The Harder it Gets to Find Silence, the More Necessary it Will Be

In a world invaded by smartphones and laptops and screens, face a book or a notebook for a few hours. It might take a while but, eventually, the thoughts will come pouring.

This is you, without the sharp pings of notifications. This is you, without the endless cycle of one Netflix show after another. This is you, without the angry rants and travel vlogs and witty ads jumping at you with every click.

Good or bad, these are your thoughts. These are your hopes, your fears. These are your ideas, your sparks of genius, your dreams taking root. These are also your failures, frustrations, and all the things we run from.

We have so much technology to make the best of ourselves, and yet so little attention left for our own silence. Ironically, these devices will never leave us – as the saying goes – to our own devices.

But the silence matters.

If we can’t think clearly, how can we truly know ourselves? If we’re constantly interrupted by the next e-mail or tweet, how can we expect to understand why we feel this, why we do that, why we look for more?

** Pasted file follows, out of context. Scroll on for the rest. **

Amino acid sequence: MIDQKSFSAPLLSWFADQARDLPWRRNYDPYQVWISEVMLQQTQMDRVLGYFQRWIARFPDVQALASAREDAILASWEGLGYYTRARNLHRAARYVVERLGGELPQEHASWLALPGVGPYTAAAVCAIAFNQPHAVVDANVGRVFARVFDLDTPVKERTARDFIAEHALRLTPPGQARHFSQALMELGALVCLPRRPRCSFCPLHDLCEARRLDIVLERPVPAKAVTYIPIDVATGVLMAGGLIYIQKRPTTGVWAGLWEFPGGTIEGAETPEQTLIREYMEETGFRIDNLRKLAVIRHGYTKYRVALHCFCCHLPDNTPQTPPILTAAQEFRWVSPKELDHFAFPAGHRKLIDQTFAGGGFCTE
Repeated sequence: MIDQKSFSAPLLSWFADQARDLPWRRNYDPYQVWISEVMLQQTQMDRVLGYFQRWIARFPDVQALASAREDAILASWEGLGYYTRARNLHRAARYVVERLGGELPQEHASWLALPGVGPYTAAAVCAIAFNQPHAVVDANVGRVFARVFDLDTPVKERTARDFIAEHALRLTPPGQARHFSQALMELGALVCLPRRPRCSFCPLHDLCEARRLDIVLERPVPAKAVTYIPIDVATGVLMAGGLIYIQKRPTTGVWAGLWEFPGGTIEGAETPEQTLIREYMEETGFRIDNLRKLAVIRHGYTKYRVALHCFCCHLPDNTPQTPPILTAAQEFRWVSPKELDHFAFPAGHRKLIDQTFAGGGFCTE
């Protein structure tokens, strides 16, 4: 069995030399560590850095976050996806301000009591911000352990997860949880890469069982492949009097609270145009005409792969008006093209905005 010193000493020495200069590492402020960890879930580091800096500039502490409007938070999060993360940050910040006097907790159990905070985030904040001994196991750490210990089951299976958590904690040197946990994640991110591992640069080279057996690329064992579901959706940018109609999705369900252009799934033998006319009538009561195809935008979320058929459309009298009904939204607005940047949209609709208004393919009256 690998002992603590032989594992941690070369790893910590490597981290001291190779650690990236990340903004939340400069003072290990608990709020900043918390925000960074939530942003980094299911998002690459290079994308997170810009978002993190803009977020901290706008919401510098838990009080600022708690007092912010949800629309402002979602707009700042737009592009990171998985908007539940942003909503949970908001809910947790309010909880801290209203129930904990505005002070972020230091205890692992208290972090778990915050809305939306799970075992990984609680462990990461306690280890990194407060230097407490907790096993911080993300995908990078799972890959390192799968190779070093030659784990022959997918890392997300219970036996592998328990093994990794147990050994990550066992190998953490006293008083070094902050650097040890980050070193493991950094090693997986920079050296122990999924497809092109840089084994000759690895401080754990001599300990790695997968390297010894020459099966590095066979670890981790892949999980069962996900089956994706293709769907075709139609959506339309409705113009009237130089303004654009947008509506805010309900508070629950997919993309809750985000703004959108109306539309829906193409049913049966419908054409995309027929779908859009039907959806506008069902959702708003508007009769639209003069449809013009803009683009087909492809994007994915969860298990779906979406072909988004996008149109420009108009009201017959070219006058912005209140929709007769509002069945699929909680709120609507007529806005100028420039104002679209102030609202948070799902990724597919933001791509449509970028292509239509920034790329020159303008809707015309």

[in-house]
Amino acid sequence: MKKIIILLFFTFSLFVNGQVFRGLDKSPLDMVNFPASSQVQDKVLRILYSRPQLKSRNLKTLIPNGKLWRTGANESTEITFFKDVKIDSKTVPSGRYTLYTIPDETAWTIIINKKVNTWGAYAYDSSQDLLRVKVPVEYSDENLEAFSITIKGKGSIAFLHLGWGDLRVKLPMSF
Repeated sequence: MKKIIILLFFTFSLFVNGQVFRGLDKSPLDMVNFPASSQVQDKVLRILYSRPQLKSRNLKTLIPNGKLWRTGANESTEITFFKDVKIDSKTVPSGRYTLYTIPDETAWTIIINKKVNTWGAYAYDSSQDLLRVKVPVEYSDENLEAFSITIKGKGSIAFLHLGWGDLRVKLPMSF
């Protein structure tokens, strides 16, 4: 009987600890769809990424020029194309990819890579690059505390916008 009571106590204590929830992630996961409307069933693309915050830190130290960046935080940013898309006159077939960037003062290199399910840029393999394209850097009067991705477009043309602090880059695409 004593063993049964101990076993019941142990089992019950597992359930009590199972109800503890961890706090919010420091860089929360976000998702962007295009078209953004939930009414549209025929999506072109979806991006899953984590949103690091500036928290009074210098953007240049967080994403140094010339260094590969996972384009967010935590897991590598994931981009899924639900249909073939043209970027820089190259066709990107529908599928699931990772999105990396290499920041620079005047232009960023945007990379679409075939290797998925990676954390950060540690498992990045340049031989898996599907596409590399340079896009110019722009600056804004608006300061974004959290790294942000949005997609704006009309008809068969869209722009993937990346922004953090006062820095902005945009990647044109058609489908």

If we’re constantly itching to post another Instagram story or put this up live, then how can we live in the moment undisturbed? How can we savor every fleeting second of the present and relish what’s truly important to us?

If we can’t hear our own thoughts above the noise, then how sure are we that we’re following our own command? Is the ship being steered by you – or someone else’s expectations? Is this really where you want to go?

These are age-old questions. Some not to be answered but just to be reflected on. Some meant just to keep us grounded.

The key is to think about it.

And oh, turn off all your devices – including the one you’re reading this on – while you’re at it.

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